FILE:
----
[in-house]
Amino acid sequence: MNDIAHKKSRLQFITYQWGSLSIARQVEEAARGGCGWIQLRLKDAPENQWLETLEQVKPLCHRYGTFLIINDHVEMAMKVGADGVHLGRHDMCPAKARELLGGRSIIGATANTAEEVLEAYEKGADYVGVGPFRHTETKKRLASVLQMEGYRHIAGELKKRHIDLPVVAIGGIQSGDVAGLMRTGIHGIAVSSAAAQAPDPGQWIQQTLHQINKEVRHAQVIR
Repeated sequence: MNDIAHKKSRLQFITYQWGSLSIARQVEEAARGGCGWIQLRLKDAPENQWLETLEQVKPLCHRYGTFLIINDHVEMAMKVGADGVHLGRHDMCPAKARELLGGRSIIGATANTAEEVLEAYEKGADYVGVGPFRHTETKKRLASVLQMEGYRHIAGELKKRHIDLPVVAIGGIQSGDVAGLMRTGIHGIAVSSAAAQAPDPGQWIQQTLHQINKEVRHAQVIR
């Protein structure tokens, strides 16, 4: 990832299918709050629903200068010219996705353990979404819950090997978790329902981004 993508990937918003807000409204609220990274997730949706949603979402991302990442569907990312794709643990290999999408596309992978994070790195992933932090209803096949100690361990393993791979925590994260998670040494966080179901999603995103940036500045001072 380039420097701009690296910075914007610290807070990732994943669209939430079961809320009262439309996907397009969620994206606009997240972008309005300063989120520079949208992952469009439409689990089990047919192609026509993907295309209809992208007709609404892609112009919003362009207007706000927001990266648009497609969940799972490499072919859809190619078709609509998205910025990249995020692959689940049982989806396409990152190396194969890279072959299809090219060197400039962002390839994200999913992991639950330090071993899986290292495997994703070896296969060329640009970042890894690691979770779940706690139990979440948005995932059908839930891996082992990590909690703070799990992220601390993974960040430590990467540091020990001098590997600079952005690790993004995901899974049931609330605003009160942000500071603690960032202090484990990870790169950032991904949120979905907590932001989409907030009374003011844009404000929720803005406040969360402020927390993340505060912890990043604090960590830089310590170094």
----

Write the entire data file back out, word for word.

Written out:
[in-house]
Amino acid sequence: MNDIAHKKSRLQFITYQWGSLSIARQVEEAARGGCGWIQLRLKDAPENQWLETLEQVKPLCHRYGTFLIINDHVEMAMKVGADGVHLGRHDMCPAKARELLGGRSIIGATANTAEEVLEAYEKGADYVGVGPFRHTETKKRLASVLQMEGYRHIAGELKKRHIDLPVVAIGGIQSGDVAGLMRTGIHGIAVSSAAAQAPDPGQWIQQTLHQINKEVRHAQVIR
Repeated sequence: MNDIAHKKSRLQFITYQWGSLSIARQVEEAARGGCGWIQLRLKDAPENQWLETLEQVKPLCHRYGTFLIINDHVEMAMKVGADGVHLGRHDMCPAKARELLGGRSIIGATANTAEEVLEAYEKGADYVGVGPFRHTETKKRLASVLQMEGYRHIAGELKKRHIDLPVVAIGGIQSGDVAGLMRTGIHGIAVSSAAAQAPDPGQWIQQTLHQINKEVRHAQVIR
């Protein structure tokens, strides 16, 4: 990832299918709050629903200068010219996705353990979404819950090997978790329902981004 993508990937918003807000409204609220990274997730949706949603979402991302990442569907990312794709643990290999999408596309992978994070790195992933932090209803096949100690361990393993791979925590994260998670040494966080179901999603995103940036500045001072 380039420097701009690296910075914007610290807070990732994943669209939430079961809320009262439309996907397009969620994206606009997240972008309005300063989120520079949208992952469009439409689990089990047919192609026509993907295309209809992208007709609404892609112009919003362009207007706000927001990266648009497609969940799972490499072919859809190619078709609509998205910025990249995020692959689940049982989806396409990152190396194969890279072959299809090219060197400039962002390839994200999913992991639950330090071993899986290292495997994703070896296969060329640009970042890894690691979770779940706690139990979440948005995932059908839930891996082992990590909690703070799990992220601390993974960040430590990467540091020990001098590997600079952005690790993004995901899974049931609330605003009160942000500071603690960032202090484990990870790169950032991904949120979905907590932001989409907030009374003011844009404000929720803005406040969360402020927390993340505060912890990043604090960590830089310590170094």